Many young people, especially men, aren’t pursuing a college degree.
What we think:
The more local opportunities to pursue trade careers, the better.
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Higher education isn’t creating a perfect pipeline between employers and a highly trained workforce, and some concerning data may indicate the problem is only going to grow worse. Thanks to some local efforts, however, Colorado Springs could find itself a little ahead of the curve.
For decades, single-income households where men financially supported the nuclear family were considered the norm. When women began to enter the workforce, they were often funnelled into positions that didn’t require a college degree or specialized training. Women, however, have steadily caught up with men when it comes to earning degrees, and they’ve narrowed the wage gap. But education, and therefore the future workforce in the United States, is now facing a new challenge: Fewer and fewer men are attending college.
From The Atlantic: “American colleges and universities now enroll roughly six women for every four men. This is the largest female-male gender gap in the history of higher education, and it’s getting wider.”
The Wall Street Journal reported that U.S. colleges enrolled 1.5 million fewer students last year than five years ago and that men accounted for more than 70 percent of that decline.
“The statistics are stunning. But education experts and historians aren’t remotely surprised,” The Atlantic reports. “Women in the United States have earned more bachelor’s degrees than men every year since the mid-1980s…. This particular gender gap hasn’t been breaking news for about 40 years….”
We’ve heard it before: Not everyone is meant to go to college, and the student debt crisis is making many people reconsider tertiary education altogether. But everyone should have the opportunity to build a financially secure and fulfilling future. As the desire for a degree declines among a significant segment of the population, more opportunities need to be created for those who eschew higher education for another path.
An example is the Manufacturing Industry Learning Lab in Widefield School District 3, one of the most successful local efforts to get young people involved in the trades. Its students just built a house as a class project. The MiLL is just one of several locations statewide hosting Careers in Construction Colorado Home Builds and classes, and the program, facilitated by CICC, “is a hands-on experience where students use the skills they have learned in their classroom settings — carpentry, plumbing, electrical, OSHA 10 safety, and more — to construct the new home. Construction industry professionals provide on-site support through Builder Captains as well as licensed trade partners.”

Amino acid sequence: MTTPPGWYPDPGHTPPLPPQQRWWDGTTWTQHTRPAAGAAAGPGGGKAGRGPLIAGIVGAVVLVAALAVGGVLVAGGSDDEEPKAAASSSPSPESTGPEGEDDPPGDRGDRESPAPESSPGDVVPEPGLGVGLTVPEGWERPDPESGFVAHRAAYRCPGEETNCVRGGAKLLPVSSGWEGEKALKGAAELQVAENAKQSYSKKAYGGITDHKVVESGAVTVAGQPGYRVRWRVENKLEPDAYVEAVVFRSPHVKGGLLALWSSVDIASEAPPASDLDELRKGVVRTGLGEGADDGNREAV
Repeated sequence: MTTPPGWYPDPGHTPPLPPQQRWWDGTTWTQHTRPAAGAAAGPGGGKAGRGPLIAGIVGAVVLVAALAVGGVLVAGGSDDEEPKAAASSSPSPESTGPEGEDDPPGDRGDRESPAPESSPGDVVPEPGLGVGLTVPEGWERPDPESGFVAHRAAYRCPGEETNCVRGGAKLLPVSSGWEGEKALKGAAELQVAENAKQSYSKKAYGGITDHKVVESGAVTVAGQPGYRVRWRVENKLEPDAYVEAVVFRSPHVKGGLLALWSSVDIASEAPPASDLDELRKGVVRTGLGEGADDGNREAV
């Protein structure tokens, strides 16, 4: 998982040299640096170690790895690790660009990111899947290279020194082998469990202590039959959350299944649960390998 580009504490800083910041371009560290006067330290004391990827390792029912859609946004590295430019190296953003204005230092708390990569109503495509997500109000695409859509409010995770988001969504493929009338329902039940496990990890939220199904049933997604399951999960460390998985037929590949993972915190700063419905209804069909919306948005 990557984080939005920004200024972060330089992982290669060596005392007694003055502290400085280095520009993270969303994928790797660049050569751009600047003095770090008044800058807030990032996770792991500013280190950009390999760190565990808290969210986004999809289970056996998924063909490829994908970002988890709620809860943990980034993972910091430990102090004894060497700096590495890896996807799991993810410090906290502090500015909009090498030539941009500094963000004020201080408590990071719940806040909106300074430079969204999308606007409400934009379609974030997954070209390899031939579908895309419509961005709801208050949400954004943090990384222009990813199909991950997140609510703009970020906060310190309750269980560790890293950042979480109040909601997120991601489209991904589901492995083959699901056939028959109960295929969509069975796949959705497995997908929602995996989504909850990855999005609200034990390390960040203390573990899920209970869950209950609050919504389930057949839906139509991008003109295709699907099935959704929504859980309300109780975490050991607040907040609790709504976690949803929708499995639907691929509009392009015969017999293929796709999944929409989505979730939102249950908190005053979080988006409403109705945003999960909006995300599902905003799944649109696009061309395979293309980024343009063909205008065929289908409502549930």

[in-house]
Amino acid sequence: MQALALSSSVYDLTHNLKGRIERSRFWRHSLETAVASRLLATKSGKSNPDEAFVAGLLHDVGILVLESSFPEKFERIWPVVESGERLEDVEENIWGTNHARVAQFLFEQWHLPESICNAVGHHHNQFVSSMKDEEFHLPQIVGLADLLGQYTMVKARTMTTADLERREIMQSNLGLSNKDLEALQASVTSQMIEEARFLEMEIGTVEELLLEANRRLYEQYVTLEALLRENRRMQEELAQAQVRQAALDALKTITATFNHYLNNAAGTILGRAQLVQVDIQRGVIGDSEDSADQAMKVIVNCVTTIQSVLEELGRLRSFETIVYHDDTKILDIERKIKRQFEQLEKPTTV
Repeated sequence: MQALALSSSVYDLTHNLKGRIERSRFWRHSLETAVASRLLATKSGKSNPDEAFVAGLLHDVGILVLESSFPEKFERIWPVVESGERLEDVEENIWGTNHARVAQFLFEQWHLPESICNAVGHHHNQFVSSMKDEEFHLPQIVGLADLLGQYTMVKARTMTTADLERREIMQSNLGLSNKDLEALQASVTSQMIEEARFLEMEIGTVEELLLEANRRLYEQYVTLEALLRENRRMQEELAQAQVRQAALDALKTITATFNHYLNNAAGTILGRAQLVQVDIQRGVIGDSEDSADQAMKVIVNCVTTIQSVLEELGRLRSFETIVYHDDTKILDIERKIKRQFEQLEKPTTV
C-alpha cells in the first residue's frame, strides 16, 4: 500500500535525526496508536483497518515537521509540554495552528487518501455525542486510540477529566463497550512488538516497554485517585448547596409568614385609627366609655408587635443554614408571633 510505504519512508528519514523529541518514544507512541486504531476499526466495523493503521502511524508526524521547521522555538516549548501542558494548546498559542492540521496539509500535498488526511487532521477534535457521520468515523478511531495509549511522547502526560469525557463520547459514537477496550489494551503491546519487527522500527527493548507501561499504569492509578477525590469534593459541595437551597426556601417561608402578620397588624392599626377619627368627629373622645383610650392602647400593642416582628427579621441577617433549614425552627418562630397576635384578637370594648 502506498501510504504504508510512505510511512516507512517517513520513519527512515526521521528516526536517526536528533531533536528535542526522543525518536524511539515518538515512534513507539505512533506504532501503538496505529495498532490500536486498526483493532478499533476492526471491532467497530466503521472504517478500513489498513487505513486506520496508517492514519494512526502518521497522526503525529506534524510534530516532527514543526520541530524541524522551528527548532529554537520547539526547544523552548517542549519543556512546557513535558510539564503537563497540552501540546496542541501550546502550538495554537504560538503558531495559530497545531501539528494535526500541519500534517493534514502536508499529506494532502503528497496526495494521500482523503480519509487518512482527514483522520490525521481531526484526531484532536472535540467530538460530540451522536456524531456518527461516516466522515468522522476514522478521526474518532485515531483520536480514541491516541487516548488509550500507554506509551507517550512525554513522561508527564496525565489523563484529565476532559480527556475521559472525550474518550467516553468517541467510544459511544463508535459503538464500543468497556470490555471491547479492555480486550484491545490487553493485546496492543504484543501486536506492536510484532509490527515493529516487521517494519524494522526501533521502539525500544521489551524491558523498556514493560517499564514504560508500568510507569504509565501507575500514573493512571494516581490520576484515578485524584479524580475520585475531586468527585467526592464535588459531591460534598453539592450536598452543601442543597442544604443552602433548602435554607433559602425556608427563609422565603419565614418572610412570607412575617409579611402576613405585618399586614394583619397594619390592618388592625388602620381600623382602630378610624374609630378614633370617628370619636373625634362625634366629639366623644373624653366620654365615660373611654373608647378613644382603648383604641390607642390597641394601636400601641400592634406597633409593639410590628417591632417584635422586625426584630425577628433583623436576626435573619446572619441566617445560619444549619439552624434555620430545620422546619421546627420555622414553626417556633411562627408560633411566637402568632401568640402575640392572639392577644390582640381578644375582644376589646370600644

But is it enough?
PBS News Hour’s “Work Shift” series this week reported one plumber in Seattle was looking to hire as many as eight workers who could earn up to $200,000 a year but couldn’t find qualified help. One reason is the continued stigma surrounding manual labor, despite the fact that many trade jobs now require a skilled workforce with technical skillsets.
Young men not interested in higher education have often been encouraged to pursue an occupation in the trades, but women and people of color continue to face barriers when it comes to finding work in these fields. That limits opportunities for deserving candidates and employers.
“So, how to get those tens of millions of low-wage workers better opportunities?” News Hour asked. Their answer: “Government job training programs are one route, like Back to Work Rhode Island, where then-Governor Gina Raimondo used federal CARES Act money to fund training programs in areas where employers couldn’t fill jobs.”
Outside government intervention, apprenticeships also show promise. Pikes Peak Community College has long offered apprenticeship programs that get young and eager workers into the workforce. Other educational institutions in the region should follow suit.
It’s true: More and more men are deciding not to get a degree. But the trades are still in dire need of qualified workers, no matter their gender. The tricky part is making sure each side knows the other exists.